I’m in my hometown, standing in line at the cable t.v. company, returning Mom’s cable modem.
There are two lines: Service or Sales. Both lines terminate at a row of glass cages. From time to time, one of the three women inside those cages summons the first person from either one of the two lines, which would seem to defy the need for two lines, but no one mentions this.
Returning a modem doesn’t strike me as either a sale or a service, but I pick a line and stick with it. Eventually, I’m summoned. As the woman in the cage handles the details, the woman two cages down hollers to the next patron in the Service line: “Sir! You, sir!”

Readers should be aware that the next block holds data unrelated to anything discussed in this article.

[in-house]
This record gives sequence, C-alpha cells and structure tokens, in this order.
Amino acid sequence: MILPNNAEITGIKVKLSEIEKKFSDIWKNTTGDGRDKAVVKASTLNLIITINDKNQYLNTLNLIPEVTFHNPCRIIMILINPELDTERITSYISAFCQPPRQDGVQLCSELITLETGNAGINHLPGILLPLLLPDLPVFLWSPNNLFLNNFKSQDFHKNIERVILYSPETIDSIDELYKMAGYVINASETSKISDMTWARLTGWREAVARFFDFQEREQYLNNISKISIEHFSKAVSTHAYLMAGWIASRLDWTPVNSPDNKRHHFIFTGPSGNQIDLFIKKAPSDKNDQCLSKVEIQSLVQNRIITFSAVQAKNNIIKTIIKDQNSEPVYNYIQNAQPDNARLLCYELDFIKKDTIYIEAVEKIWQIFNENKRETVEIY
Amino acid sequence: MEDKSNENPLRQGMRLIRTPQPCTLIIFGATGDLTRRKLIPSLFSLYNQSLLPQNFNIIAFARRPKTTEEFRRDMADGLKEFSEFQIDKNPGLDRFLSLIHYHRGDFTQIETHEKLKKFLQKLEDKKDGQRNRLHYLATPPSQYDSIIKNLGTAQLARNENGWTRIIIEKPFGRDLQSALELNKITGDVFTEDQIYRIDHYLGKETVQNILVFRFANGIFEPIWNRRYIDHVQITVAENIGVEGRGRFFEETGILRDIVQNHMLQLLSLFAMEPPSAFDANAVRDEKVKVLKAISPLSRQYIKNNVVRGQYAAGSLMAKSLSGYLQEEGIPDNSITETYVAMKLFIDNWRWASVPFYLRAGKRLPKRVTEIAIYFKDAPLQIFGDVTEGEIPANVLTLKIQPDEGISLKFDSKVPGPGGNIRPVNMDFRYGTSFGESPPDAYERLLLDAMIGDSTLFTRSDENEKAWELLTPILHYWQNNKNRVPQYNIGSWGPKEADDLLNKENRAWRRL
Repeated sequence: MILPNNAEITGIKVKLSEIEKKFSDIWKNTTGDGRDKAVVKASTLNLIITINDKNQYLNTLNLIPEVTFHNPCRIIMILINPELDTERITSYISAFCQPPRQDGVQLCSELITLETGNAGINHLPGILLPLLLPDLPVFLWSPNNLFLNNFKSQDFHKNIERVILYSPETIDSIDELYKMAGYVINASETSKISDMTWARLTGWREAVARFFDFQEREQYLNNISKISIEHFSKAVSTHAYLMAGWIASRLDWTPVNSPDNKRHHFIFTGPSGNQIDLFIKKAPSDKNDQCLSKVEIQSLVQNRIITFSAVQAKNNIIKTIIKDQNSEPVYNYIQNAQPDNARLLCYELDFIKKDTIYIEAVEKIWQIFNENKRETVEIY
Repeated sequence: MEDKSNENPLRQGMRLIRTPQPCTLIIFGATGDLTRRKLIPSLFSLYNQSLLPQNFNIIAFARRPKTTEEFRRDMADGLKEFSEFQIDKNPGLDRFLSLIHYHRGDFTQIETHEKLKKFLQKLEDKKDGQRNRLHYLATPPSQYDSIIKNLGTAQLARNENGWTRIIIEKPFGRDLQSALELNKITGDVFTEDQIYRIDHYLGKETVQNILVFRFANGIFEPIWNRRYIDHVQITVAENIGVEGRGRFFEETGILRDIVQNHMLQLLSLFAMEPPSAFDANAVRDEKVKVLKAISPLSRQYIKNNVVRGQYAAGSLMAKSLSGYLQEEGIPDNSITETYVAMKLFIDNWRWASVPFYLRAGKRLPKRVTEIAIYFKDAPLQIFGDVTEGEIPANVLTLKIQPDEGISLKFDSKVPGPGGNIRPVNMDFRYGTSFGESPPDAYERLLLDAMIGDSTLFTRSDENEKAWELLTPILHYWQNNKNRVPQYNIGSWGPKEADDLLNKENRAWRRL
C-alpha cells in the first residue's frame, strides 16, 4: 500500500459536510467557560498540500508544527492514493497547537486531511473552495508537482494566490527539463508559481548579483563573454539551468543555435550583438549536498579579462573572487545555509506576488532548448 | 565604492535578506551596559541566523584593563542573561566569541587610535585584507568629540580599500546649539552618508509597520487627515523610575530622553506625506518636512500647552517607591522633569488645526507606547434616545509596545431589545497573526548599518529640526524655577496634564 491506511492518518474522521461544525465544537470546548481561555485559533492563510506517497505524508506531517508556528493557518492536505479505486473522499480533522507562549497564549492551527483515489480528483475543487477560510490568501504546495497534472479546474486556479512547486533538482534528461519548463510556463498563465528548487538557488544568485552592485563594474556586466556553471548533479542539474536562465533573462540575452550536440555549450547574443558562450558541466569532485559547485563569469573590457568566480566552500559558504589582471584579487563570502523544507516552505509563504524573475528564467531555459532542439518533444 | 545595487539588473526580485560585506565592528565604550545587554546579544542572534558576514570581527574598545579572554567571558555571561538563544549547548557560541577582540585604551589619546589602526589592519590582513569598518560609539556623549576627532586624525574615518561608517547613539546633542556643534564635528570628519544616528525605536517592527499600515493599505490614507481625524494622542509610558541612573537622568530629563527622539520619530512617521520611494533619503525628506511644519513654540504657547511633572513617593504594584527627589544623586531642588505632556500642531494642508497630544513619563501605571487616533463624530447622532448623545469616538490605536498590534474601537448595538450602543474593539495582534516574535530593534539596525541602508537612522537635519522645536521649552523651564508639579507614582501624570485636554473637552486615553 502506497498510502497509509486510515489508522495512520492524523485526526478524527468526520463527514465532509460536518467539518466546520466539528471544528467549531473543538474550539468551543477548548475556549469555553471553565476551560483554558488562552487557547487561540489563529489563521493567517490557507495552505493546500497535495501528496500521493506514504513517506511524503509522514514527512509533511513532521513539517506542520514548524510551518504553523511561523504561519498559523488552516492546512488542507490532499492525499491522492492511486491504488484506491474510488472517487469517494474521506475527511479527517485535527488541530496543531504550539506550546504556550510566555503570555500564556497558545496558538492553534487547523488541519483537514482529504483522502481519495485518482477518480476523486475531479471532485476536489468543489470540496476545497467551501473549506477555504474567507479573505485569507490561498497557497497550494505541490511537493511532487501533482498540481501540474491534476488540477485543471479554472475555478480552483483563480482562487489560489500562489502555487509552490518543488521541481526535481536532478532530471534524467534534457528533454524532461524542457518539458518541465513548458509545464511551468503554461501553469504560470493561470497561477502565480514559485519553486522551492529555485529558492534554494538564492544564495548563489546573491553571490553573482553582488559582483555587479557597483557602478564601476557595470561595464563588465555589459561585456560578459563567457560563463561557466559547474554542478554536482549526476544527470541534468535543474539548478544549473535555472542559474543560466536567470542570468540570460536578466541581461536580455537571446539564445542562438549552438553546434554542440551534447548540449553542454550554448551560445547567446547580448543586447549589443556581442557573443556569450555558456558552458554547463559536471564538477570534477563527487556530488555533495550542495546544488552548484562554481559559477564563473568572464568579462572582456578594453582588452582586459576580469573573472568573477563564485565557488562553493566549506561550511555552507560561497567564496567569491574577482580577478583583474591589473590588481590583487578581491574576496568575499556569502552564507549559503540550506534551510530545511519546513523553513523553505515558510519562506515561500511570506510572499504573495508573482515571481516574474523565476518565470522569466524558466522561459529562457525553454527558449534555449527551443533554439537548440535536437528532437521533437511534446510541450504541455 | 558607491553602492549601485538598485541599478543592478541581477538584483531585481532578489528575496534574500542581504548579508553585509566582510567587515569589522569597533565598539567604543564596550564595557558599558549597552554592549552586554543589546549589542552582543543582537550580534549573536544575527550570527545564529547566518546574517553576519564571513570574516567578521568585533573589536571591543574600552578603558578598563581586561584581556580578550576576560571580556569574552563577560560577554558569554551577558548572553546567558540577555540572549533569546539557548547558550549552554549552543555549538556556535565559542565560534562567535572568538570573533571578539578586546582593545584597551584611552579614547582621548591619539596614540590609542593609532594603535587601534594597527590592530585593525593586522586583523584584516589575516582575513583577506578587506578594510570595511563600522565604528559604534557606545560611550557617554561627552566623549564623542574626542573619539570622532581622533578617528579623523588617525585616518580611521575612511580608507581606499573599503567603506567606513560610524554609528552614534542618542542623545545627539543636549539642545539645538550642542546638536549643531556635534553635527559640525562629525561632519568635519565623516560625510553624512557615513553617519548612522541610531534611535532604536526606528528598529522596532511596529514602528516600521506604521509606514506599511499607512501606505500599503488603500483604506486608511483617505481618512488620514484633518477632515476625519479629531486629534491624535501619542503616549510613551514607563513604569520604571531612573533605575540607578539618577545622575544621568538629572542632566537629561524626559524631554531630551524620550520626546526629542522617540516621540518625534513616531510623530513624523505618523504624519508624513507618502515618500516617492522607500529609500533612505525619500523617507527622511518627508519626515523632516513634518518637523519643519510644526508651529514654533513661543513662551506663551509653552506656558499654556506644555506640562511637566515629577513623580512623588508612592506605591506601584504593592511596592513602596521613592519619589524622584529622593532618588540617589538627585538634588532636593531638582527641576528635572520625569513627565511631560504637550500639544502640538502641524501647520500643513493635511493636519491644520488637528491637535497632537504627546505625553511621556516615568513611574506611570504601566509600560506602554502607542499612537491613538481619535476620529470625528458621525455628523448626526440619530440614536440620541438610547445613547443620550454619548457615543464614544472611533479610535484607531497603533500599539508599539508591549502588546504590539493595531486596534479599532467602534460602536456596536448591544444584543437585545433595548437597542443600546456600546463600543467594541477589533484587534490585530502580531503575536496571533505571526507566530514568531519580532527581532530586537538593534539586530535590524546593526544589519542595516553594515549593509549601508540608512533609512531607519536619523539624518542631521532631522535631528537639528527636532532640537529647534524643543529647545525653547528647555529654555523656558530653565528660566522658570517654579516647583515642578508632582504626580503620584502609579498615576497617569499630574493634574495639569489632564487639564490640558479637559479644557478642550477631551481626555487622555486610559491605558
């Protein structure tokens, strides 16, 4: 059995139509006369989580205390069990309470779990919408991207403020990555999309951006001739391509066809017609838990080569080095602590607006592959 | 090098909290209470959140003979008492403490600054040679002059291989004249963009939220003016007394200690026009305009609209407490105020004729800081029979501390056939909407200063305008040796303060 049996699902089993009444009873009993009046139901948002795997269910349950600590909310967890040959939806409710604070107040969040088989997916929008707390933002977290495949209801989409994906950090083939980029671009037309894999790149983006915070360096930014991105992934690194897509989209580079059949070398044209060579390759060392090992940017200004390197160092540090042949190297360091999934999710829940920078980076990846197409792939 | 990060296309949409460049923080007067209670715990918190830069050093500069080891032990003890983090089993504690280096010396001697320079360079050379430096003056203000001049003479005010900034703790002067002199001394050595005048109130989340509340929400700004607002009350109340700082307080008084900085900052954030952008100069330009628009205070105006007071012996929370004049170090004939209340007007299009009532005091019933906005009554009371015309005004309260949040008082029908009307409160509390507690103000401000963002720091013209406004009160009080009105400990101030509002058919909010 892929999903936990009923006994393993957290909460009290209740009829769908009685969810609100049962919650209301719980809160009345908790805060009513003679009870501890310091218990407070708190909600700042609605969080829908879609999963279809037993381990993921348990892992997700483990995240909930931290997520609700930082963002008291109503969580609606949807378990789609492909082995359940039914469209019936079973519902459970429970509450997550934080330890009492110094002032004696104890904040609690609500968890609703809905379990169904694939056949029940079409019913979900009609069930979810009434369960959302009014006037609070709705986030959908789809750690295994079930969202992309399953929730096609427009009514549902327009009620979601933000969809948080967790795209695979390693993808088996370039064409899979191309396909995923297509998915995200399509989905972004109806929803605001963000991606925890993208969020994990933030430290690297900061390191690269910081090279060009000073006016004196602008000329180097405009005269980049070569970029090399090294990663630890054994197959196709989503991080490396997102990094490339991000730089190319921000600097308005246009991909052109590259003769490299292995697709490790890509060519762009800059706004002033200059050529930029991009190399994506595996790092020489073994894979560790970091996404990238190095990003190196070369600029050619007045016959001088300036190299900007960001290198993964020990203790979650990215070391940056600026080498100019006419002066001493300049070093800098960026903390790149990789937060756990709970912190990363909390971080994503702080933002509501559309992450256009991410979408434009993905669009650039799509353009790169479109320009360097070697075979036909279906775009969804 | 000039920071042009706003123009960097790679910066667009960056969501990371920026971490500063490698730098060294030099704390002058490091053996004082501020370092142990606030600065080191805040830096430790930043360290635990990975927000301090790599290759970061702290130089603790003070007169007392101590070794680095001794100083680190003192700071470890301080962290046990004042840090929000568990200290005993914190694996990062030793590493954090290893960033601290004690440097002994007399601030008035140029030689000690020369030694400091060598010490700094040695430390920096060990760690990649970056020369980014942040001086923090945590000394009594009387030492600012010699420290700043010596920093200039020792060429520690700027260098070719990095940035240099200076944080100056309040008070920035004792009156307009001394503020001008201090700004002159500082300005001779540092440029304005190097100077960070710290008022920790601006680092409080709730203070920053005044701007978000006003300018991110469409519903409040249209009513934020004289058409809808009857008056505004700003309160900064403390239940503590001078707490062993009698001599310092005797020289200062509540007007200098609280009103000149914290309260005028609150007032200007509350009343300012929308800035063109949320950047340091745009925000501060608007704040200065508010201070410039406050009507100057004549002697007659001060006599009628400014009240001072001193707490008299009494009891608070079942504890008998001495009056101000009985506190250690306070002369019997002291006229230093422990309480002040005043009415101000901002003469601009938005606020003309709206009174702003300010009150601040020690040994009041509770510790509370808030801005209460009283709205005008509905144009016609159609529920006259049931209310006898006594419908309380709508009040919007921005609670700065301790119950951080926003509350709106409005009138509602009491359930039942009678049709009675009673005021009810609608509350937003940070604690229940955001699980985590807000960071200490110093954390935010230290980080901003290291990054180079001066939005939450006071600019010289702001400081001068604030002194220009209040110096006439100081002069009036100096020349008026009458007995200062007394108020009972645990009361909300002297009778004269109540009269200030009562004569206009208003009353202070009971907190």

He’s a big guy: maybe six-two, maybe two hundred and fifty pounds. He turns, looks behind himself, as though expecting her to be addressing someone else.
“Yes, you. I’m talking to you, sir. Get on up here!”
He approaches the window, looking more than a little terrified. He hands her a page of crumpled paper: a bill.
This makes Cable Woman even angrier. “You got nothing to say? You mute?”
“Payin’ this bill,” the man says.
“You quit that slouching!” Cable Woman says, pointing at the guy. “You stand up straight like a man!”
I give my own Cable Woman a look.
She rolls her eyes, leans forward, and explains:
“That’s her son.”